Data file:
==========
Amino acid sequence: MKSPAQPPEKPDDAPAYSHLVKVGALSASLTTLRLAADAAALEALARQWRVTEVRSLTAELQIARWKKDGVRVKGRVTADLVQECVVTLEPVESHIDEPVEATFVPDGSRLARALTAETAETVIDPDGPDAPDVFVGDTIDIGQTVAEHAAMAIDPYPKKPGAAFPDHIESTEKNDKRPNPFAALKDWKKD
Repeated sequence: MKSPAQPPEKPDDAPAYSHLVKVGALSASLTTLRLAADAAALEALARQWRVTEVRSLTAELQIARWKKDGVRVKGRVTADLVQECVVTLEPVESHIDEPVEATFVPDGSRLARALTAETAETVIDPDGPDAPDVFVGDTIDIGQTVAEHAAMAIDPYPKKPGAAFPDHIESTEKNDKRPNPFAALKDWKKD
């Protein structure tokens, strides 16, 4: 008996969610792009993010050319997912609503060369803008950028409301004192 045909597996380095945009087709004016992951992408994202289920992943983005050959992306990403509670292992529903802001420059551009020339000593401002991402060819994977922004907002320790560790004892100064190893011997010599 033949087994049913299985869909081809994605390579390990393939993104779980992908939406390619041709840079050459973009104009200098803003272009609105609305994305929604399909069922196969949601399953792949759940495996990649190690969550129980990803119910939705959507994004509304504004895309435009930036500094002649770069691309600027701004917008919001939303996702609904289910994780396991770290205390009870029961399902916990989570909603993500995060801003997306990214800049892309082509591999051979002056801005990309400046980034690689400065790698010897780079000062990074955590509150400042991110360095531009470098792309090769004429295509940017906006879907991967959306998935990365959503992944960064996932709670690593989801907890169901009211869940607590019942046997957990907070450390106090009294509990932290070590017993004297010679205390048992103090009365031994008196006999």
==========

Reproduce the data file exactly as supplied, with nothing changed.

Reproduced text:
Amino acid sequence: MKSPAQPPEKPDDAPAYSHLVKVGALSASLTTLRLAADAAALEALARQWRVTEVRSLTAELQIARWKKDGVRVKGRVTADLVQECVVTLEPVESHIDEPVEATFVPDGSRLARALTAETAETVIDPDGPDAPDVFVGDTIDIGQTVAEHAAMAIDPYPKKPGAAFPDHIESTEKNDKRPNPFAALKDWKKD
Repeated sequence: MKSPAQPPEKPDDAPAYSHLVKVGALSASLTTLRLAADAAALEALARQWRVTEVRSLTAELQIARWKKDGVRVKGRVTADLVQECVVTLEPVESHIDEPVEATFVPDGSRLARALTAETAETVIDPDGPDAPDVFVGDTIDIGQTVAEHAAMAIDPYPKKPGAAFPDHIESTEKNDKRPNPFAALKDWKKD
């Protein structure tokens, strides 16, 4: 008996969610792009993010050319997912609503060369803008950028409301004192 045909597996380095945009087709004016992951992408994202289920992943983005050959992306990403509670292992529903802001420059551009020339000593401002991402060819994977922004907002320790560790004892100064190893011997010599 033949087994049913299985869909081809994605390579390990393939993104779980992908939406390619041709840079050459973009104009200098803003272009609105609305994305929604399909069922196969949601399953792949759940495996990649190690969550129980990803119910939705959507994004509304504004895309435009930036500094002649770069691309600027701004917008919001939303996702609904289910994780396991770290205390009870029961399902916990989570909603993500995060801003997306990214800049892309082509591999051979002056801005990309400046980034690689400065790698010897780079000062990074955590509150400042991110360095531009470098792309090769004429295509940017906006879907991967959306998935990365959503992944960064996932709670690593989801907890169901009211869940607590019942046997957990907070450390106090009294509990932290070590017993004297010679205390048992103090009365031994008196006999």